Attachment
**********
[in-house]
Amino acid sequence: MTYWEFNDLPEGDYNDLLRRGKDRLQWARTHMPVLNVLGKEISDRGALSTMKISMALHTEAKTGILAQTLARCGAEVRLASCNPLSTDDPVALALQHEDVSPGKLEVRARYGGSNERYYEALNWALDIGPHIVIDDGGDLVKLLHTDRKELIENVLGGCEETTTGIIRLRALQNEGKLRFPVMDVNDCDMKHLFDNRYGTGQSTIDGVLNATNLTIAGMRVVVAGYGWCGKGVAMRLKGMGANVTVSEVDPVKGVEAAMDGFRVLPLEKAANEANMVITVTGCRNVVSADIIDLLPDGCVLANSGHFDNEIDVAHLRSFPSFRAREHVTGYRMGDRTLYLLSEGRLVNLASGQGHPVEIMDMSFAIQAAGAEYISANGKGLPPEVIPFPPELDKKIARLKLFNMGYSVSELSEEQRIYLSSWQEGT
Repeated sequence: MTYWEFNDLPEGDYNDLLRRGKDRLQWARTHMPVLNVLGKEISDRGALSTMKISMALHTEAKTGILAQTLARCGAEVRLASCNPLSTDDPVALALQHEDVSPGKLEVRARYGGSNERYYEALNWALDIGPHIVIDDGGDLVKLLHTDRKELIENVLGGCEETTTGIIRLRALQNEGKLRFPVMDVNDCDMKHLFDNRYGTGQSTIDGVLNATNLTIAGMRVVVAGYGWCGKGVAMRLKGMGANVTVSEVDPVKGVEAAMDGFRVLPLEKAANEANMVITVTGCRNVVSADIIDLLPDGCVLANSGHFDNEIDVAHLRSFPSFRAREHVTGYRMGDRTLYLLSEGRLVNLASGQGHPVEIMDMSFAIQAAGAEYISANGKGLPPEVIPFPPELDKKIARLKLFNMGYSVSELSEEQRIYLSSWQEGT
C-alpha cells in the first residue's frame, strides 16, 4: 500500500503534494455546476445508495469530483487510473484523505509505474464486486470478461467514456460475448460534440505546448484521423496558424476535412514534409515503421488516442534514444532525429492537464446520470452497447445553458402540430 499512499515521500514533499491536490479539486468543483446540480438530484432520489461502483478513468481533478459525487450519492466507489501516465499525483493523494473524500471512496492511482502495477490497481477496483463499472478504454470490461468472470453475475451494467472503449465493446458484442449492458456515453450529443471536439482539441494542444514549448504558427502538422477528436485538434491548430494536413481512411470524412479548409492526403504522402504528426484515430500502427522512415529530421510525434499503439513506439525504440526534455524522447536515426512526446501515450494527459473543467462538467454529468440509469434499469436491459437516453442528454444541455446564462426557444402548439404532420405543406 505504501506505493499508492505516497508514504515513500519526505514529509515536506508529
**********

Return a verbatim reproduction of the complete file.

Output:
[in-house]
Amino acid sequence: MTYWEFNDLPEGDYNDLLRRGKDRLQWARTHMPVLNVLGKEISDRGALSTMKISMALHTEAKTGILAQTLARCGAEVRLASCNPLSTDDPVALALQHEDVSPGKLEVRARYGGSNERYYEALNWALDIGPHIVIDDGGDLVKLLHTDRKELIENVLGGCEETTTGIIRLRALQNEGKLRFPVMDVNDCDMKHLFDNRYGTGQSTIDGVLNATNLTIAGMRVVVAGYGWCGKGVAMRLKGMGANVTVSEVDPVKGVEAAMDGFRVLPLEKAANEANMVITVTGCRNVVSADIIDLLPDGCVLANSGHFDNEIDVAHLRSFPSFRAREHVTGYRMGDRTLYLLSEGRLVNLASGQGHPVEIMDMSFAIQAAGAEYISANGKGLPPEVIPFPPELDKKIARLKLFNMGYSVSELSEEQRIYLSSWQEGT
Repeated sequence: MTYWEFNDLPEGDYNDLLRRGKDRLQWARTHMPVLNVLGKEISDRGALSTMKISMALHTEAKTGILAQTLARCGAEVRLASCNPLSTDDPVALALQHEDVSPGKLEVRARYGGSNERYYEALNWALDIGPHIVIDDGGDLVKLLHTDRKELIENVLGGCEETTTGIIRLRALQNEGKLRFPVMDVNDCDMKHLFDNRYGTGQSTIDGVLNATNLTIAGMRVVVAGYGWCGKGVAMRLKGMGANVTVSEVDPVKGVEAAMDGFRVLPLEKAANEANMVITVTGCRNVVSADIIDLLPDGCVLANSGHFDNEIDVAHLRSFPSFRAREHVTGYRMGDRTLYLLSEGRLVNLASGQGHPVEIMDMSFAIQAAGAEYISANGKGLPPEVIPFPPELDKKIARLKLFNMGYSVSELSEEQRIYLSSWQEGT
C-alpha cells in the first residue's frame, strides 16, 4: 500500500503534494455546476445508495469530483487510473484523505509505474464486486470478461467514456460475448460534440505546448484521423496558424476535412514534409515503421488516442534514444532525429492537464446520470452497447445553458402540430 499512499515521500514533499491536490479539486468543483446540480438530484432520489461502483478513468481533478459525487450519492466507489501516465499525483493523494473524500471512496492511482502495477490497481477496483463499472478504454470490461468472470453475475451494467472503449465493446458484442449492458456515453450529443471536439482539441494542444514549448504558427502538422477528436485538434491548430494536413481512411470524412479548409492526403504522402504528426484515430500502427522512415529530421510525434499503439513506439525504440526534455524522447536515426512526446501515450494527459473543467462538467454529468440509469434499469436491459437516453442528454444541455446564462426557444402548439404532420405543406 505504501506505493499508492505516497508514504515513500519526505514529509515536506508529